Again, administration officials are agreeing with congressional Democrats that “more clear” rules would somehow have avoided this scandal. They would not have.
Ironically, it was Miller, who just days before had asked for new rules, warned in his May 21 Senate testimony, “If we were to modify, we might still be in the same place, where we have to determine how much political activity needs to be done. Even under an ‘exclusively’ [standard], because it might not be a hundred percent you can’t do it, it might be X percent.”
He continued, “Even there, we could have a hard time parsing what’s politics, what’s not, what’s an issue ad versus education. These are very difficult tasks.”
All of which raises the question: Why would these questions come up in the determinations process at all?
Whether an organization carried on political activities or not will not even be particularly relevant on an application for tax-exempt status, because, again, they are allowed to engage in political activities.
Moreover, whether a majority of a group’s activities were political would not even be truly known until the end of the tax year after expenditures have been made — not before. This was a job for examinations of existing organizations, not for new ones applying for tax-exempt status. Attempting to discern that on an a priori basis is why this scandal happened.
Finally, leaving no question whatsoever, the Supreme Court in 2010 ruled unequivocally in the Citizens United v. FEC decision that independent political expenditures by 501(c)(4) organizations are protected under groups’ First Amendment rights to the freedom of speech. They cannot be restricted.
As the court stated, “the Government may not suppress political speech on the basis of the speaker’s corporate identity. No sufficient governmental interest justifies limits on the political speech of non-profit or for-profit corporations.”
Meaning, the only part of the 1960 regulation on 501(c)(4)s that is questionable is its limitation on political activity, not its allowance.
The real question everyone should be asking is why, in light of the Citizens United decision that clarified that non-profit organizations’ political activity was protected by the First Amendment, did the IRS concern itself with political speech at all? How did it come into being that the IRS took that ruling, which protected speech rights, as an impetus to violate them?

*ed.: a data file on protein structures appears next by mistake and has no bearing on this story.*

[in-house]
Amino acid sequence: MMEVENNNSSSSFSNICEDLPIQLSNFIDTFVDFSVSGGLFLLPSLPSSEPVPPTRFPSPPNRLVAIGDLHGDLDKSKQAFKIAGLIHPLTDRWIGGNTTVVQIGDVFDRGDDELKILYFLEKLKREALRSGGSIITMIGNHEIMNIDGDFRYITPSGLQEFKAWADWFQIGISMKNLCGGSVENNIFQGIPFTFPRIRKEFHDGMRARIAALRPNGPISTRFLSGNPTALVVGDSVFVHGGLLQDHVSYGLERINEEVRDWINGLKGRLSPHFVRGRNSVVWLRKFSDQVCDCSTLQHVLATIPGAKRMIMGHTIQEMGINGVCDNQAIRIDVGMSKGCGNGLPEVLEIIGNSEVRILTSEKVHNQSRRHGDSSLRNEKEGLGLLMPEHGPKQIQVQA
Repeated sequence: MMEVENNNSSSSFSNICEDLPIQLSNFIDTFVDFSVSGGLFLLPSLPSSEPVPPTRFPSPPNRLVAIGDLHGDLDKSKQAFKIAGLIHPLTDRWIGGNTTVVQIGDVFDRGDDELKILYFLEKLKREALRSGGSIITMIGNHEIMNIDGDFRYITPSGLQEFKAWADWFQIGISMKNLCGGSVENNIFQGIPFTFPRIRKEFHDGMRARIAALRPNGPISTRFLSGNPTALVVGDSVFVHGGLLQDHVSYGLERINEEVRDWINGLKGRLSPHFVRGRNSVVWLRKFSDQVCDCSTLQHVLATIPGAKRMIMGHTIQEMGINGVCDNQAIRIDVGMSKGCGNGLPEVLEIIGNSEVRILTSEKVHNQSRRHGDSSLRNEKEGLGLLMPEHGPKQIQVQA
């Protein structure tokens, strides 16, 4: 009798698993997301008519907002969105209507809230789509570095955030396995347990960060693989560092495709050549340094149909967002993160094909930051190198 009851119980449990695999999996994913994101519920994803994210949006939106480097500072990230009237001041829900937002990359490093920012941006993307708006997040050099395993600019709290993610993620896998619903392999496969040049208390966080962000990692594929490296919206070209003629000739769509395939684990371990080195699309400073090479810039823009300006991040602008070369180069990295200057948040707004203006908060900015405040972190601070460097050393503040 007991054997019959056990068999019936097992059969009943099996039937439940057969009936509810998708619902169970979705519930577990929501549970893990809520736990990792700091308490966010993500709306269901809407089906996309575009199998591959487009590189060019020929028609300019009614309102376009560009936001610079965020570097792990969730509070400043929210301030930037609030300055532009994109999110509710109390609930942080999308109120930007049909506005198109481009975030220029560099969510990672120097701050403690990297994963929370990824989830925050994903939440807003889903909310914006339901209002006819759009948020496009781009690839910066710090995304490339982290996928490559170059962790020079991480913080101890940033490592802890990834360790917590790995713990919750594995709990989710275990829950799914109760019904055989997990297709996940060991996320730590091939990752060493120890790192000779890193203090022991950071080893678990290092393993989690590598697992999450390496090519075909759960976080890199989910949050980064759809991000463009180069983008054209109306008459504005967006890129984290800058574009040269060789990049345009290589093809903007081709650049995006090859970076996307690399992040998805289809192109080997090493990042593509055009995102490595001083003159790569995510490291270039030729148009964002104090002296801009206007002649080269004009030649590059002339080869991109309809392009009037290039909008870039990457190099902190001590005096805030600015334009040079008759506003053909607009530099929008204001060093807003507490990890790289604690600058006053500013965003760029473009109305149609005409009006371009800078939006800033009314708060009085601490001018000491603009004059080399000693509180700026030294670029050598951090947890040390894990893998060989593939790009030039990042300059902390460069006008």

Outgoing IRS commissioner Miller suggested in his May 17 testimony that “People in Cincinnati decided let’s start grouping these cases, let’s centralize these cases.” This meant quarantining the applications and sending them to Exempt Organizations (EO) Technical, based in Washington, D.C. for special scrutiny.
“The way they centralized it, troublesome. The concept of centralization, not,” Miller said, suggesting that targeting political activity of groups was permissible. Elsewhere in testimony, he agreed that the agency was targeting political activity: “the litmus test if anything was political activity.” But why were they doing that when other agencies were moving away from such tests?
For example, on Feb. 5, 2010, after the Supreme Court decision, the Federal Election Commission announced that it would “no longer enforce the statutory provisions or its regulations prohibiting corporations and labor organizations from making independent expenditures and electioneering communications.” So why did the IRS suddenly decide to do so?
This did not occur in a vacuum. It appears quite clear that the IRS either took it upon itself or was directed to defy the Citizens United ruling. It was just a month after the ruling that the agency began targeting cases of groups engaged in political activity. The question is why. We still do not know.
So, while congressional Democrats may be hoping that the Department of Treasury simply rewrites existing rules and bars 501(c)(4)s from engaging in any political activity, be warned. Should such regulations restrict speech protected by the First Amendment, they will invariably be struck down under the Citizens United precedent.
If anything, the IRS targeting of political speech reinforces the wisdom of the Supreme Court’s decision, recognizing the fundamental First Amendment principle that government must never be allowed to engage in such an abuse.
Robert Romano is the Senior Editor of Americans for Limited Government.